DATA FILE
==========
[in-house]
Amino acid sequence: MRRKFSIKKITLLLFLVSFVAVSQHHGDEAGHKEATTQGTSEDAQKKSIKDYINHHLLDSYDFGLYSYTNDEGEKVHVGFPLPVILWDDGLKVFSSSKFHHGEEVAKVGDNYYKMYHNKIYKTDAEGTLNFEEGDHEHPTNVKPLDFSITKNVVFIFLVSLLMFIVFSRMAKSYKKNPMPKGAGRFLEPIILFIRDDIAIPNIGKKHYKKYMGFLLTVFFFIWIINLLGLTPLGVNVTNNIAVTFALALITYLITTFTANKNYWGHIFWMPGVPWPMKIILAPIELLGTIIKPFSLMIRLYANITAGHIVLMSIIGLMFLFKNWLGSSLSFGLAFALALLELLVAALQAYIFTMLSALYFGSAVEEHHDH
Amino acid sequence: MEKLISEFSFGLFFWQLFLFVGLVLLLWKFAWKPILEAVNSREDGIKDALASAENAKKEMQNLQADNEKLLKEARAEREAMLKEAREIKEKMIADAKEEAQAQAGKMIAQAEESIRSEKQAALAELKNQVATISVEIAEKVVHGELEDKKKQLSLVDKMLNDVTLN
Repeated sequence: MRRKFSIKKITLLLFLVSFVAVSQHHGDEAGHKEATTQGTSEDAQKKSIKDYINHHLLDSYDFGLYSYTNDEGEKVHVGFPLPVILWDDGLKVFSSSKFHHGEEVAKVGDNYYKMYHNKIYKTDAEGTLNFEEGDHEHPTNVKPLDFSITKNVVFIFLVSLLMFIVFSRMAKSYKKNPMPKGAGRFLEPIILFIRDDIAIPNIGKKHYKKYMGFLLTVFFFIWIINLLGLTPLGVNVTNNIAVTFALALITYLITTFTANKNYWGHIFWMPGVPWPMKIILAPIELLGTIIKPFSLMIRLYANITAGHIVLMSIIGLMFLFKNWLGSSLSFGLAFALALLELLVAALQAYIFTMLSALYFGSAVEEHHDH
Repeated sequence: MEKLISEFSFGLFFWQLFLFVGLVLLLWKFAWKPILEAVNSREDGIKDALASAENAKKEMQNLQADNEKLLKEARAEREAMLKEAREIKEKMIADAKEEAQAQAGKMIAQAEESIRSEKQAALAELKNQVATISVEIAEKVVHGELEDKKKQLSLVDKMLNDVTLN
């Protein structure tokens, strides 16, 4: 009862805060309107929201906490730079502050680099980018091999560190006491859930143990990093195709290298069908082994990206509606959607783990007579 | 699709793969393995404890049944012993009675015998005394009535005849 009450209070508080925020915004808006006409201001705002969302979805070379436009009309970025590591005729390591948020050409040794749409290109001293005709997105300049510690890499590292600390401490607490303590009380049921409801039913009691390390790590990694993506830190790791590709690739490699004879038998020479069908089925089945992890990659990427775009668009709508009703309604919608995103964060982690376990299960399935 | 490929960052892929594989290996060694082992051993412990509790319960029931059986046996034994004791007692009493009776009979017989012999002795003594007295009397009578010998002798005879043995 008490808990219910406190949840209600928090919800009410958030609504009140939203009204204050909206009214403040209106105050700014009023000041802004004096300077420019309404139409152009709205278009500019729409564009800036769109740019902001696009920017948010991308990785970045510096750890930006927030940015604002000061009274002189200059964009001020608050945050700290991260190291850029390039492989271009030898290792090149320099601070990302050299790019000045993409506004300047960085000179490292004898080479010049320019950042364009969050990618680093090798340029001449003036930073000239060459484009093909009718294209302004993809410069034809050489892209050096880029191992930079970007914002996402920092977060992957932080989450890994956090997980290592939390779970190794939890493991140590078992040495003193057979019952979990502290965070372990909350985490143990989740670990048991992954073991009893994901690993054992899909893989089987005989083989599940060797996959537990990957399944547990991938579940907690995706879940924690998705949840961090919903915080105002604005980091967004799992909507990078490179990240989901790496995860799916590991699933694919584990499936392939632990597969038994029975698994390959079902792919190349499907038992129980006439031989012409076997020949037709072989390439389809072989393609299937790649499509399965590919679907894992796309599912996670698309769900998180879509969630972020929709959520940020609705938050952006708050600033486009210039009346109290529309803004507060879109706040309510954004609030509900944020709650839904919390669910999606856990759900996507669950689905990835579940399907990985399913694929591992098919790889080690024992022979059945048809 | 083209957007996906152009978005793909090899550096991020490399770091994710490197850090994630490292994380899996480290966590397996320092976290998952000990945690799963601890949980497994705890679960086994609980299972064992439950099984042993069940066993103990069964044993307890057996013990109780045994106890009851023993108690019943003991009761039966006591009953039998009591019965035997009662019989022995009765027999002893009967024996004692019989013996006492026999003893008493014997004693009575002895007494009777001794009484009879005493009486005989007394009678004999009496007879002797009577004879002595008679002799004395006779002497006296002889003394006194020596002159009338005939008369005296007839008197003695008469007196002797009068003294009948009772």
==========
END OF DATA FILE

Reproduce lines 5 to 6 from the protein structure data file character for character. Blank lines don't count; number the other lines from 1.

Repeated sequence: MEKLISEFSFGLFFWQLFLFVGLVLLLWKFAWKPILEAVNSREDGIKDALASAENAKKEMQNLQADNEKLLKEARAEREAMLKEAREIKEKMIADAKEEAQAQAGKMIAQAEESIRSEKQAALAELKNQVATISVEIAEKVVHGELEDKKKQLSLVDKMLNDVTLN
């Protein structure tokens, strides 16, 4: 009862805060309107929201906490730079502050680099980018091999560190006491859930143990990093195709290298069908082994990206509606959607783990007579 | 699709793969393995404890049944012993009675015998005394009535005849 009450209070508080925020915004808006006409201001705002969302979805070379436009009309970025590591005729390591948020050409040794749409290109001293005709997105300049510690890499590292600390401490607490303590009380049921409801039913009691390390790590990694993506830190790791590709690739490699004879038998020479069908089925089945992890990659990427775009668009709508009703309604919608995103964060982690376990299960399935 | 490929960052892929594989290996060694082992051993412990509790319960029931059986046996034994004791007692009493009776009979017989012999002795003594007295009397009578010998002798005879043995 008490808990219910406190949840209600928090919800009410958030609504009140939203009204204050909206009214403040209106105050700014009023000041802004004096300077420019309404139409152009709205278009500019729409564009800036769109740019902001696009920017948010991308990785970045510096750890930006927030940015604002000061009274002189200059964009001020608050945050700290991260190291850029390039492989271009030898290792090149320099601070990302050299790019000045993409506004300047960085000179490292004898080479010049320019950042364009969050990618680093090798340029001449003036930073000239060459484009093909009718294209302004993809410069034809050489892209050096880029191992930079970007914002996402920092977060992957932080989450890994956090997980290592939390779970190794939890493991140590078992040495003193057979019952979990502290965070372990909350985490143990989740670990048991992954073991009893994901690993054992899909893989089987005989083989599940060797996959537990990957399944547990991938579940907690995706879940924690998705949840961090919903915080105002604005980091967004799992909507990078490179990240989901790496995860799916590991699933694919584990499936392939632990597969038994029975698994390959079902792919190349499907038992129980006439031989012409076997020949037709072989390439389809072989393609299937790649499509399965590919679907894992796309599912996670698309769900998180879509969630972020929709959520940020609705938050952006708050600033486009210039009346109290529309803004507060879109706040309510954004609030509900944020709650839904919390669910999606856990759900996507669950689905990835579940399907990985399913694929591992098919790889080690024992022979059945048809 | 083209957007996906152009978005793909090899550096991020490399770091994710490197850090994630490292994380899996480290966590397996320092976290998952000990945690799963601890949980497994705890679960086994609980299972064992439950099984042993069940066993103990069964044993307890057996013990109780045994106890009851023993108690019943003991009761039966006591009953039998009591019965035997009662019989022995009765027999002893009967024996004692019989013996006492026999003893008493014997004693009575002895007494009777001794009484009879005493009486005989007394009678004999009496007879002797009577004879002595008679002799004395006779002497006296002889003394006194020596002159009338005939008369005296007839008197003695008469007196002797009068003294009948009772």